• Social Media banter: Social media is filled with bad news. Friendly banter makes others laugh and it challenges our wit. I have two friends who spend good fun time on social media bantering with me. Fun jabs, puns, and quick wit brings great joy. My friend Michelle and I live to harass our good buddy Bob, and truth be known, he wastes no time to add his return jabs. I recently returned from a conference where a number of writers told me how much they enjoyed my banter with Bob, and Michelle. Not only are we enjoying jabbing one another, but the fun stretches to others. It’s good clean fun.
  • Confidants: There are times we simply need folks who know the trails we travel. They relate to the ups and downs. Frequently touching base with those people keeps you grounded and open to times when sharing your heart is not only relevant but important. Having that person you can trust to share your heart with is vital.

Long distant relationships are tough to maintain, but in the case of the writer, those friendships are valuable. In a world where we sometimes find our characters as our only friends, it’s important to keep the real ones, fresh. Take the time. Make the effort. Develop those relationships. Everyone needs friends. You will see how your writing excels. 


Cindy K. Sproles is an author, speaker, and conference teacher. She is the cofounder of ChristianDevotions.us and the executive editor of ChristianDevotions.us and InspireaFire.com. Cindy is the managing editor for Straight Street Books and SonRise Devotionals, both imprints of Lighthouse Publishing of the Carolinas. She is an award-winning and best-selling author and the director of the Asheville Christian Writers Conference. Visit Cindy at www.cindysproles.com. @cindydevoted


  1. Without question, I don't think I would survive this journey called writing without the many wonderful friends it has afforded me. God seems to always put the right person, with the right message, in the right place, at the right time. I thank God for each one as I pray for them each morning.

  2. I couldn't agree with you more, Cindy! I just told my husband the other day that it's heading into that time of year with less conferences, which means I won't see writer friends in person for a bit, and I really miss that. Thanks for the tips to stay in touch!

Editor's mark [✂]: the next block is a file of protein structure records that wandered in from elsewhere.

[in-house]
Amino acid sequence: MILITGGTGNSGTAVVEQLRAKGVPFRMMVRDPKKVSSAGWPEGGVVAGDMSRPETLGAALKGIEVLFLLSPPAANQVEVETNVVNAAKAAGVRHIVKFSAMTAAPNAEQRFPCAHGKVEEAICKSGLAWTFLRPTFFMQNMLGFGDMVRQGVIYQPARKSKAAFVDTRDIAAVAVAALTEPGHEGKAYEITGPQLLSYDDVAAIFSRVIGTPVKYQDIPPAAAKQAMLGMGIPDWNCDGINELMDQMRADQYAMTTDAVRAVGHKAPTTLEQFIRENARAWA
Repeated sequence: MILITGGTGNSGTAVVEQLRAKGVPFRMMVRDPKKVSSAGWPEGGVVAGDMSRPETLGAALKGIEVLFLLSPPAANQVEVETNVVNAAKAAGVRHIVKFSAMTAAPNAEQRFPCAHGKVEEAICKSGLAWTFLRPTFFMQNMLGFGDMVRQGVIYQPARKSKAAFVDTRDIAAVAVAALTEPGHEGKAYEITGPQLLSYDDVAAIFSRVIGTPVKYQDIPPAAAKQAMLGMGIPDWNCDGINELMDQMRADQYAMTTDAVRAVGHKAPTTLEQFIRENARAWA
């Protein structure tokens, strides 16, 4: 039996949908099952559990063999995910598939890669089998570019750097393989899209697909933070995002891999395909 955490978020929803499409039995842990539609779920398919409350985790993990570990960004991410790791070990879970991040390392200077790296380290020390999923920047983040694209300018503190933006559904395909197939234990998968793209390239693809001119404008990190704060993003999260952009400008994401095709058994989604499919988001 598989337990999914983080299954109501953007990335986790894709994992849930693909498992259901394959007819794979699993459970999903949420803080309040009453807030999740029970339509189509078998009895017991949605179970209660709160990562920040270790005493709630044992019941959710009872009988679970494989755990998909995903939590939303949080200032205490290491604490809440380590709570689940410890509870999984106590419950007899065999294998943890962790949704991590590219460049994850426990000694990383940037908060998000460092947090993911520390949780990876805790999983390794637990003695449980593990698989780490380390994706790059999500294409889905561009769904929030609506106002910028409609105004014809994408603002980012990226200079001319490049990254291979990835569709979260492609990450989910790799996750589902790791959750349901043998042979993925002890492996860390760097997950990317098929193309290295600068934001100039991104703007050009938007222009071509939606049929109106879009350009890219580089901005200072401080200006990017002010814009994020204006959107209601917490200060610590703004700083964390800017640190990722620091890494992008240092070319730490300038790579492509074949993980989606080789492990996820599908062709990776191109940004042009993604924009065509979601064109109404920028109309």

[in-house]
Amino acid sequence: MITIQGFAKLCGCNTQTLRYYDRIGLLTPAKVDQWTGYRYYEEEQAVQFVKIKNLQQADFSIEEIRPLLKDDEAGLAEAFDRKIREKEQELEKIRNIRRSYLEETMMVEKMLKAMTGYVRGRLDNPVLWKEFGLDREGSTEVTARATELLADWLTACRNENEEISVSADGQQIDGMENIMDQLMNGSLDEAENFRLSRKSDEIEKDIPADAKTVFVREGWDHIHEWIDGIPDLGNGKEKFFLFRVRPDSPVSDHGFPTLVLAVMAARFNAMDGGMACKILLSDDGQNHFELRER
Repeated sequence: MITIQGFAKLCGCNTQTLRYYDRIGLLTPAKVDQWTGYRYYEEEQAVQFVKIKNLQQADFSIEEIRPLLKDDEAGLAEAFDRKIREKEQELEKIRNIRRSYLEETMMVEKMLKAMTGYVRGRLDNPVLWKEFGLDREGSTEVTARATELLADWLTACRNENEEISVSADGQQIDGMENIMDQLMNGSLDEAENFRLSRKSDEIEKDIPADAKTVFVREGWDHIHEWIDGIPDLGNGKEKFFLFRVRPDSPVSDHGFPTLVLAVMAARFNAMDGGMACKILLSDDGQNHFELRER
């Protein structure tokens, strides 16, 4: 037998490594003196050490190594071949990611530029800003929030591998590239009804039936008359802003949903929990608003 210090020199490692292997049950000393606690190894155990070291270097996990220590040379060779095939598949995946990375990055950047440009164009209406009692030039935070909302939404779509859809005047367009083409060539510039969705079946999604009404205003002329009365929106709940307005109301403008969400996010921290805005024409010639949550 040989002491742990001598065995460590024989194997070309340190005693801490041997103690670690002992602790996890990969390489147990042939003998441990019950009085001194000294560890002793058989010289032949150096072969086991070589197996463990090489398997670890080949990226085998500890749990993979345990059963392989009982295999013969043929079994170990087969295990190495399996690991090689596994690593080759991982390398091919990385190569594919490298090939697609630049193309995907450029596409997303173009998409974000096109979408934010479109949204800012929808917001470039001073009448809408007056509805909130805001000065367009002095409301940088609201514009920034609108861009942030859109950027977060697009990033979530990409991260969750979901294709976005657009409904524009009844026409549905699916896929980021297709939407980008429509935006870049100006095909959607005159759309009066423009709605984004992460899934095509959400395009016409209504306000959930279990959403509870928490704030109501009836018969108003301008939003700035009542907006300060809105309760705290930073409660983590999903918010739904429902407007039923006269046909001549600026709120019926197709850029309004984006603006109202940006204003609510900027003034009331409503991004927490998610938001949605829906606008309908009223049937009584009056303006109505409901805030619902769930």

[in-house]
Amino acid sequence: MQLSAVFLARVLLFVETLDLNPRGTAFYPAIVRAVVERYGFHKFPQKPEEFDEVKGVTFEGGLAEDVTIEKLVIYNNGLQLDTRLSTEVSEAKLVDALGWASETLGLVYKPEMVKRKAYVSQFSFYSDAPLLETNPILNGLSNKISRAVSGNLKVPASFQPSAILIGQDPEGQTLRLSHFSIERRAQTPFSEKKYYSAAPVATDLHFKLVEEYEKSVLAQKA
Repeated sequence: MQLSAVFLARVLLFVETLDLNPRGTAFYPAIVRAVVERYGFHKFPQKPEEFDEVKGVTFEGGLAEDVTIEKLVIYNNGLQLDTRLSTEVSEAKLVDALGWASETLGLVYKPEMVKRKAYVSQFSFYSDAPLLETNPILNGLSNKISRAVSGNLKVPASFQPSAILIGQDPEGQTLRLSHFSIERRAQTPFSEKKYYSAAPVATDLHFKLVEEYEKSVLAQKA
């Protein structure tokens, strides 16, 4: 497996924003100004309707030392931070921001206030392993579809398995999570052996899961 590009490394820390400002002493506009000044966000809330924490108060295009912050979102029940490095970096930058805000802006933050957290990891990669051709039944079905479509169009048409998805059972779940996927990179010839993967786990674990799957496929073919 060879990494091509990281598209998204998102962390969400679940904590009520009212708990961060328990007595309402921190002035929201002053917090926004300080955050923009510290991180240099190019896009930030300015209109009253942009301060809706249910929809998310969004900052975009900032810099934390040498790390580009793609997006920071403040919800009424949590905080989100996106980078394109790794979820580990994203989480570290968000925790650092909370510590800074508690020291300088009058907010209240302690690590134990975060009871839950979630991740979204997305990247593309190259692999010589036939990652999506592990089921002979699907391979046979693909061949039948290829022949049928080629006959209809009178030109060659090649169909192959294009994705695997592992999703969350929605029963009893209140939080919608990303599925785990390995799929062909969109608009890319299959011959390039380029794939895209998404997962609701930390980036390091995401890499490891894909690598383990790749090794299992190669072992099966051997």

1. I know...I dread winter because we don't see each other.

  3. I am thankful for the new writers friends I meet at writer conferences and online. I learn great wisdom from other writers.

  4. They are faithful and supportive peers and FAMILY.

  5. Ah, Cindy, your words echo the cries of my heart. I want ... no, need to cultivate friendships on a more personal level, not just acquaintances through homeschooling or church, but true "kindred spirits." I grew up without friends, my mom my best friend until our daughters became my friends. Now, with an empty nest and a busier-than-ever schedule, I have even less time for friendships, but I find myself making that time. "Facebook friendships" have become dear to me, even those with the people you mentioned--the ones we rarely see and some we never have and maybe never will this side of heaven. One of the latter, a gracious woman of God and a talented writer, did an unexpected kindness to me, one with possible far-reaching results. And I am blessed. I'm also blessed to call you my friend, Cindy. Your heart's thoughts often mesh with mine, although you may not know that. Blessings, dear friend!